Michelle: The most valuable workers now and in the future will be those who can combine the elements of what author David Epstein calls range: the ability to stretch across disciplines, engage in analogical thinking and apply knowledge from one context to another. At the same time, generalist or human skills are not enough. The skills needed for the jobs of the future will be hybrid. Employers will demand intellectual dexterity and technical expertise in equal measure, or human + technical skills: emotional intelligence + artificial intelligence; ethics + logic; or communication + programming. It’s not the “Tyranny of the OR,” as author Jim Collins describes it, but rather the “Genius of the AND.” All of us will need some domain knowledge to assess the work of machines. We’ll need enough technical skills to be dangerous and intervene at the right times. The balance is critical.
Alison: What role does industry—including employers of all sizes—play in ensuring learners will be prepared for the future of work? Do you have an example of a partnership between an educational institution and an industry that has created a seamless pathway for learners to move between learning and working?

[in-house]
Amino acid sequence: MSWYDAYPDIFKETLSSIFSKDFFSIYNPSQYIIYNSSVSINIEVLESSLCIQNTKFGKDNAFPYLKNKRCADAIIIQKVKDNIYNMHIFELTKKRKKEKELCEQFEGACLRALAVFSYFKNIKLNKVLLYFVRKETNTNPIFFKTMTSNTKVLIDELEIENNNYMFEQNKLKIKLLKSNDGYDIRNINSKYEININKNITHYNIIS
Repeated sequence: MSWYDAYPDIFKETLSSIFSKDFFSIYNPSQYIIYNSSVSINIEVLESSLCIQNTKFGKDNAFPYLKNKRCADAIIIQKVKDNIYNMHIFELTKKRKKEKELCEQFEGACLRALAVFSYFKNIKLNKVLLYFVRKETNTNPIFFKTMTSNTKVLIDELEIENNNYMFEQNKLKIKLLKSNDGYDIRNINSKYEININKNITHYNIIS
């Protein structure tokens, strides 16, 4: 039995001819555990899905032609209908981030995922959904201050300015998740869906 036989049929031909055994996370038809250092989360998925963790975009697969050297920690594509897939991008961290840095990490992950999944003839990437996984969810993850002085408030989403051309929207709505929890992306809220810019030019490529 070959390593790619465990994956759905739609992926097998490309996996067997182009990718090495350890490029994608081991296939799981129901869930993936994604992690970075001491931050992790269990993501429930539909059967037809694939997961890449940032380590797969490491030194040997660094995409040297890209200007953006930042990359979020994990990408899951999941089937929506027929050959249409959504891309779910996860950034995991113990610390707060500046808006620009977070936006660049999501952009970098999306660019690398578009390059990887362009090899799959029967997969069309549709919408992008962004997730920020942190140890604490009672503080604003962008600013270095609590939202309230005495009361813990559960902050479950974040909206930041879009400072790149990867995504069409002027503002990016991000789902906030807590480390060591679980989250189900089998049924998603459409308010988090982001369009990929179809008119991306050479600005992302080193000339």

Michelle: The companies that thrive in the future will be ones that begin to look within, cultivate their internal talent and provide opportunities within the flow of work to develop new skills for the jobs of the future. In our current models, employers tend to place most of the burden on employees to spend what little time they have away from work to pursue educational opportunities. Organizations often do not carve out time for reskilling or upskilling. The expectation is that workers will somehow stack more training on top of all of the other demands in their lives. Time is the biggest barrier—the biggest point of friction when it comes to talent development—so it is critical for leaders to integrate learning opportunities into the workday, so workers can continue to earn a living while building new skills.